A grain barge pulls into the Liverpool docks, 1969.
Remembrance of things past
By Matt Harvey
In the late1920s Carl Jung had a dream about Liverpool, then the second busiest port of the worlds most powerful empire. The psychoanalyst associated the dreams contenta flowering tree in the middle of the city squarewith mans unconscious relationship to an ancient cosmology.
A new documentary about Liverpool, Of Time and the City, opens in the vaulted, ornate dining room of one of the citys swankiest restaurants. The camera swoops down from on high, and pans across a crowd of well-to-do middle-aged professionals dining stiffly in a gilded ruin. Its the interior of a deconsecrated two-century-old Catholic church, St. Peters.
Civilizations discontentment established in digital color, the beautifully edited and narrated 70-minute audio-visual collage flashes back to the subdued black and white of late 1940s Little England; the image of a family huddled around their wireless on a quiet Saturday afternoon. Over stock footage of a football match the narrator says, Football, like life, was played in black and white.
The bleak post-war periodlong seen as a fleeting period of unity and innocencehas an unparalleled significance for the British. It is also when the films Liverpudlian auteur, Terence Davies, was born. Hes been revisiting his childhood since the 1970s, when he produced three autobiographical short films about growing up working class after the war. Of Time and the City takes on the primary sources; an audio-visual collage is woven together to breathe life into Daviess city of memory.
The directors narrationrife with classical allusionstakes us further into the heart of austerity-rich Britain. Shots of children playing and walking to school are paired with references to popular BBC radio serials, sporting events and his religious upbringing. When combined with Daviess use of the pronoun we, these cues simulate the illusionfor the audienceof being deep in the collective unconscious of Englands baby boom. In a deep and quivering baritone, Davies asks, Do you remember? Do you remember? Christmas? After a long pause he continues his aching plea, his tone rising. Do you, do you?
Daviess infusion of sepia tones into 1950s life does not color his take on the aristocracy. His voice dripping with disdain, he labels the apotheosis of the class system a fossil monarchy. For much of the working class, Elizabeth Windsor was not a reluctant symbol of hope among decay; she was an obsolete Marie Antoinette, stealing from poor children for self-affirming grandeur. When Davies lists the number of silk stockings given to the then princess on her weddingto illustrate the royals rapaciousnesshe unwittingly makes a larger point. The economic world order had forever shifted away from the Empire; multiple pairs of silk stockings were becoming commonplace in middle class American homes.
His point is better illustrated by a rare splash of color spliced in Technicolor footage of Elizabeth IIs 1953 fairytale coronation.
It fades to a wide-angle portrait depicting two of the new Queens poor and elderly subjects crouched in a grim bedsit. Beyond the royals, the upper classes are only noticeable in Of Times breach; the smokestacks, shipyards and terrace houses are definitive of Northern Englands dirty old industrial towns.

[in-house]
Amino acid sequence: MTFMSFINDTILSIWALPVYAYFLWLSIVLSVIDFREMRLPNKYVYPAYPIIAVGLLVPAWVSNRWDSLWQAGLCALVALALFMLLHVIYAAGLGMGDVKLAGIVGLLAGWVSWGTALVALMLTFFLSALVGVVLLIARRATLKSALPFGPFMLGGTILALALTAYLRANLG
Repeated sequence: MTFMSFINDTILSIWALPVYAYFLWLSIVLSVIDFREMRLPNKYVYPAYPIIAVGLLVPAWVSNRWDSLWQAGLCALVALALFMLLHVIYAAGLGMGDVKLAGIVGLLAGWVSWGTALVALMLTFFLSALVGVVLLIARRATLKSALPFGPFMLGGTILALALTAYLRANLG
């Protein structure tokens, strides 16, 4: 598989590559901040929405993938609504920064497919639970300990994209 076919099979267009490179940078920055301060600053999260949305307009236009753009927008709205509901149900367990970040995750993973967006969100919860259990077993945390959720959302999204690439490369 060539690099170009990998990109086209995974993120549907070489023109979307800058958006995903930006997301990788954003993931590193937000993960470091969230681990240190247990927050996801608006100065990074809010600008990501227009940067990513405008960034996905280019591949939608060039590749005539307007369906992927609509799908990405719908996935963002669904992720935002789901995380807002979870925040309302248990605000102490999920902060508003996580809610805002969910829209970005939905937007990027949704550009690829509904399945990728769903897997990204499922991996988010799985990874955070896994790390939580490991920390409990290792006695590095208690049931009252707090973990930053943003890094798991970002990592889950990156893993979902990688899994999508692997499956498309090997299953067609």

After Davies experiences the first stirrings of same sex desire, the narrative becomes more personal. Realizing that ritual cannot relinquish longing, he turns away from the church and God. By the time the hometown Beatles briefly appear we are far from the maddening crowd; the world-conquering heroes are quickly dismissed as petty bourgeois professionals. When Davies says, We could still find the pleasures of ball room dancing, the we signifies the plural first person. I became more aware of Daviess posh dictionas it contrasts with the notoriously nasal Scouse working-class accent.
Nothing swings in Daviess 1960s Liverpool except the wrecking ball. The Labour governments response to the unchanging poverty of Northern citiesslum clearancedemolishes the Victorian terrace houses. A montage of terraces being razed to rubble is set against Peggy Lees spare orchestrated melancholy standard, The Folks Who Live on the Hill. The construction of council estatesthe UKs answer to federal housing projectsfollows, and the personal connection of neighbors to each other disappears. The new apartment buildings leave an oppressive Soviet looking cityscape. Mothers, the elderly and children are shown looking scared and alone, lost inside the nooks of massive, graffiti tagged, and concrete housing blocks.
Davies intones bitterly, We had wanted paradise and we got the Anus Mondi instead. Since the war is the films ever-present, yet unseen backdrop, the implication is clear: callous social planners accomplished what German bombs could not. The bureaucrats crushed the spirit of indomitable Britain.
Like Ozymandias, which Davies cites in the films intro, Of Time is an elegy for a dead civilization. The directors dark vision of Liverpool as an ancient, wrecked colossus is usually convincing. But, at times, the ever-present nostalgia, rising tone of despair and soaring rhetoric threaten to topple the film overinto parody. The lives of Liverpools contemporary citizenscertainly far wealthier than their predecessorsare only fleetingly glimpsed. The director focuses on what remains of the citys monuments (mostly churches and museums).
I found myself asking; Was it ever that good? Is it really that bad now? Then a startling black-and-white naturalist image of the empty docksoffset by Mahlergrounds the film. Davies cannot resist being seduced by the home fires that burned in his past, so hes found the perfect medium to render their ephemeral beauty.